The war between Apple and Adobe over Flash support on the iPhone OS has brought the situation to a head, with the Flash development community up in arms over Apple’s war (in which they are at least collateral damage, and at worst Adobe mercenaries), and the standards community cheering what they see as the overdue demise of public enemy number one.
2. Flash developers use it unnecessarily. There’s the rift in the community again. Because Flash developers were often weaned on Adobe Creative Suite and don’t know how to program in anything other than ActionScript, nor often how to build a simple web page in HTML/CSS, and because it’s easy for them to dazzle clients with a Flash-based site, it’s often tempting to just build an entire site in Flash. It looks impressive, the client thinks they’re getting what they want, and the check’s in the mail.
The problem is, although you can build an entire website in Flash doesn’t mean you should. In addition to the aforementioned mobile devices, Flash content is invisible to screen readers, meaning visually impaired users can’t access it, and, probably more important to the client’s bottom line, to search engines. As far as Google is concerned, that whiz-bang all-Flash website you just created for your client may as well not even exist.
Again, there are ways around a lot of these limitations, but I can think of a better one: just don’t use Flash.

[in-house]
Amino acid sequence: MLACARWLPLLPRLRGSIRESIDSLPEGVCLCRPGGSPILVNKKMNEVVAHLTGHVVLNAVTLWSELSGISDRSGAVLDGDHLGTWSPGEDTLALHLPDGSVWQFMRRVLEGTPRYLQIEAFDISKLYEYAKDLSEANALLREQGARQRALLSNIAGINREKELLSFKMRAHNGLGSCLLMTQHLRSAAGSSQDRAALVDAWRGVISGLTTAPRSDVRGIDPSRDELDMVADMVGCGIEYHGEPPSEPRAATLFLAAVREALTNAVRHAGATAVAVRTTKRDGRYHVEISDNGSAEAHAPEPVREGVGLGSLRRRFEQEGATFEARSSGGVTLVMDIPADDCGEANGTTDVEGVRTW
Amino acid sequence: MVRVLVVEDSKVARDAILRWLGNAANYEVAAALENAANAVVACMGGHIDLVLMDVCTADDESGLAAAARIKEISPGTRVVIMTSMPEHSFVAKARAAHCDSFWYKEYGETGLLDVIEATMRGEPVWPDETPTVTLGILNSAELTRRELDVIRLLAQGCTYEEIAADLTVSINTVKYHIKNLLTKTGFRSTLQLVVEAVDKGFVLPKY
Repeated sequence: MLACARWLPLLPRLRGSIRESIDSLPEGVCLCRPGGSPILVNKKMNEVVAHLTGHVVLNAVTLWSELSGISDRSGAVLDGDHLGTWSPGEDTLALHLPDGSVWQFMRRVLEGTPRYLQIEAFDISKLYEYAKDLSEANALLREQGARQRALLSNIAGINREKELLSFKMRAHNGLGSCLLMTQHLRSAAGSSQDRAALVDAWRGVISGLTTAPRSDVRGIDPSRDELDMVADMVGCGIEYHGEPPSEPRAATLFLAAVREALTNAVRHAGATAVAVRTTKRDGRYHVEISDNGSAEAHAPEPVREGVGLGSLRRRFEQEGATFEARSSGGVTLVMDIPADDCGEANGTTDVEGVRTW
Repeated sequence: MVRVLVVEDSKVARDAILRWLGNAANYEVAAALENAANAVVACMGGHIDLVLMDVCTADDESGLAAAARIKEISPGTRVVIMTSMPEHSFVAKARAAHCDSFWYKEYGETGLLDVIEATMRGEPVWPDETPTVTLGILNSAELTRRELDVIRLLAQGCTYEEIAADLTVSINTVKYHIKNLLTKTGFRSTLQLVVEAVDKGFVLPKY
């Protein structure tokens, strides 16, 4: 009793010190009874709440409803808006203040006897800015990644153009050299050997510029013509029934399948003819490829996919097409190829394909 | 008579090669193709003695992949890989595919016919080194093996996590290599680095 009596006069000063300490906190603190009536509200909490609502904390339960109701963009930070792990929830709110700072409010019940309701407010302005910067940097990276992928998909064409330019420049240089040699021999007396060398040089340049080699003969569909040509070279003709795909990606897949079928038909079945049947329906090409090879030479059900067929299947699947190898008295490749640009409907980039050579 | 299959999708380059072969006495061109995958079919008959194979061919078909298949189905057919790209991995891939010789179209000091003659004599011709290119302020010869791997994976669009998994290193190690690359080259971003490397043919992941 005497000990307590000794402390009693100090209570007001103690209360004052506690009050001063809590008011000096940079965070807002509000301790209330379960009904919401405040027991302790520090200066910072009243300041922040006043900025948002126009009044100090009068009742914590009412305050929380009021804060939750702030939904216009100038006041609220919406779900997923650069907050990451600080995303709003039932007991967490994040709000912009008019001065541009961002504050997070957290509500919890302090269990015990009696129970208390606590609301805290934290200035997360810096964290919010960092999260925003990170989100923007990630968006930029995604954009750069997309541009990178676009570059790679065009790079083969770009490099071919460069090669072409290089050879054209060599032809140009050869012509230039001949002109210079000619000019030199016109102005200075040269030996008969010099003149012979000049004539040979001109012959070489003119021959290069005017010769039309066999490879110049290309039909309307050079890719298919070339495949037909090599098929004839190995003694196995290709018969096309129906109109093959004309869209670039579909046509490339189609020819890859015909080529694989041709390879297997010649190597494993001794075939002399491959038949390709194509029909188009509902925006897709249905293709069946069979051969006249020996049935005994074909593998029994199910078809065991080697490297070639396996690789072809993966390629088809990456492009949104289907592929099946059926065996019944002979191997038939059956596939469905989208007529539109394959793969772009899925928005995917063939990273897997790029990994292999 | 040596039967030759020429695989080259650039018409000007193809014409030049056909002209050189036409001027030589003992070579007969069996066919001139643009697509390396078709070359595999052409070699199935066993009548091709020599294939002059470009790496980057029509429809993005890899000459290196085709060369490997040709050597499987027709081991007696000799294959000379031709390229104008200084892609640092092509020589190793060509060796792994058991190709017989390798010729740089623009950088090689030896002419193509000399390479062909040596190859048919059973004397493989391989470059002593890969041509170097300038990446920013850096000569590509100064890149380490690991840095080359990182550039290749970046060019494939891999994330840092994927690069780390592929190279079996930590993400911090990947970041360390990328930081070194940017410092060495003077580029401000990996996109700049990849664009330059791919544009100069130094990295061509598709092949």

And so on. I had a few other items on my list of complaints from the developer’s perspective, but they’re mostly facets of these same points: it’s a closed system entirely dependent upon one company; it’s expensive; it’s increasingly unnecessary as web standards evolve; it encourages bad user experience (UX) design; it distracts designers-turned-developers from learning web standards; etc.
Arguing for or against Flash is a lot like arguing politics and religion. It’s a polarizing issue. Everyone who has any interest in the debate also has investment in a particular perspective — baggage and biases they may not be fully willing to admit even to themselves, much less throw into their arguments. And a lot of it isn’t entirely rational.
As Upton Sinclair famously wrote, “It is difficult to get a man to understand something, when his salary depends upon his not understanding it!” It’s also easy to use that argument when you’re entirely convinced that it’s describing the other person’s position. I’m sure there is more behind most pro-Flash arguments than a vested interest in the ongoing potential for work developing for the platform. But from my perspective, it’s difficult to see.
2 OK, owning a $700 copy of Adobe Flash isn’t the only way to create Flash content. Knock yourself out. Adobe will be standing by to take your order when you get back.
I’m sure I’m not the only child of the ’80s who watched Johnny Dangerously several (hundred) times as a kid. One of my favorite characters was Roman Moronie, whose command of the English language — well, more specifically, English profanities — was tenuous at best. I’m sure he would be highly offensive to a particular nationality or ethnic group, if it were possible to tell where he was actually from. (That mystery itself being a joke in the movie; at one point a newspaper headline reads: “Roman Moronie deported to Sweden — claims he’s not from there.”) Yes, I was a big fan of ’80s Michael Keaton movies that, in retrospect, are somewhat problematic. Johnny Dangerously, Mr. Mom. I think I partly liked him because I thought maybe he was related to the characters on Family Ties. OK, I was old enough to know better than that.
What does this have to do with Apple vs. Adobe, or anything for that matter? I’m not sure, but I do know that their battle has escalated to fargin’ war!